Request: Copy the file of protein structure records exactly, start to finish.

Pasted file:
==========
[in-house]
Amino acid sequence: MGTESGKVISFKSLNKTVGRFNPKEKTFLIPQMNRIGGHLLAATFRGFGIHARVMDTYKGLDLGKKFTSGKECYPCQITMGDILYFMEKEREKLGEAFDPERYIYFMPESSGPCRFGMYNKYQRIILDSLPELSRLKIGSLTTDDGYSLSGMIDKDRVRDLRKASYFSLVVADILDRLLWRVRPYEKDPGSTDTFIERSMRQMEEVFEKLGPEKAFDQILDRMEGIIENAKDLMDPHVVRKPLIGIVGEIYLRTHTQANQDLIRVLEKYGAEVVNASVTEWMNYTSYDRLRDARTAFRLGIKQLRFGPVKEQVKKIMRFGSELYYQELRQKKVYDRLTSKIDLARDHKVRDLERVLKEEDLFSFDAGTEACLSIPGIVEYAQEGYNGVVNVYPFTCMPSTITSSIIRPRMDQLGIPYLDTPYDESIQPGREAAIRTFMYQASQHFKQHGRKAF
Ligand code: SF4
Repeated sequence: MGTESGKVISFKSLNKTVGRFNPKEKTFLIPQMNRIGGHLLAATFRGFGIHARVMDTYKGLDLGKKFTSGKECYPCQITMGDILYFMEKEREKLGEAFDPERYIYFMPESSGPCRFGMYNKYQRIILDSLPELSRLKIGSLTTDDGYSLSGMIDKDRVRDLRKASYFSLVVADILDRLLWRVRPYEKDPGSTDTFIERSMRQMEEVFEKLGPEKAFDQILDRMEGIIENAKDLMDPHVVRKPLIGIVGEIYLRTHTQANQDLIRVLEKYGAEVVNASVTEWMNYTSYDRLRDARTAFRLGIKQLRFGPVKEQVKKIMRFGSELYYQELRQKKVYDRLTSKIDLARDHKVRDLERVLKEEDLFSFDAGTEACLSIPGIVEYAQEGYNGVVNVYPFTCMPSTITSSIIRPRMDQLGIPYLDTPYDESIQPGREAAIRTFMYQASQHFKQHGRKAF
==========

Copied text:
[in-house]
Amino acid sequence: MGTESGKVISFKSLNKTVGRFNPKEKTFLIPQMNRIGGHLLAATFRGFGIHARVMDTYKGLDLGKKFTSGKECYPCQITMGDILYFMEKEREKLGEAFDPERYIYFMPESSGPCRFGMYNKYQRIILDSLPELSRLKIGSLTTDDGYSLSGMIDKDRVRDLRKASYFSLVVADILDRLLWRVRPYEKDPGSTDTFIERSMRQMEEVFEKLGPEKAFDQILDRMEGIIENAKDLMDPHVVRKPLIGIVGEIYLRTHTQANQDLIRVLEKYGAEVVNASVTEWMNYTSYDRLRDARTAFRLGIKQLRFGPVKEQVKKIMRFGSELYYQELRQKKVYDRLTSKIDLARDHKVRDLERVLKEEDLFSFDAGTEACLSIPGIVEYAQEGYNGVVNVYPFTCMPSTITSSIIRPRMDQLGIPYLDTPYDESIQPGREAAIRTFMYQASQHFKQHGRKAF
Ligand code: SF4
Repeated sequence: MGTESGKVISFKSLNKTVGRFNPKEKTFLIPQMNRIGGHLLAATFRGFGIHARVMDTYKGLDLGKKFTSGKECYPCQITMGDILYFMEKEREKLGEAFDPERYIYFMPESSGPCRFGMYNKYQRIILDSLPELSRLKIGSLTTDDGYSLSGMIDKDRVRDLRKASYFSLVVADILDRLLWRVRPYEKDPGSTDTFIERSMRQMEEVFEKLGPEKAFDQILDRMEGIIENAKDLMDPHVVRKPLIGIVGEIYLRTHTQANQDLIRVLEKYGAEVVNASVTEWMNYTSYDRLRDARTAFRLGIKQLRFGPVKEQVKKIMRFGSELYYQELRQKKVYDRLTSKIDLARDHKVRDLERVLKEEDLFSFDAGTEACLSIPGIVEYAQEGYNGVVNVYPFTCMPSTITSSIIRPRMDQLGIPYLDTPYDESIQPGREAAIRTFMYQASQHFKQHGRKAF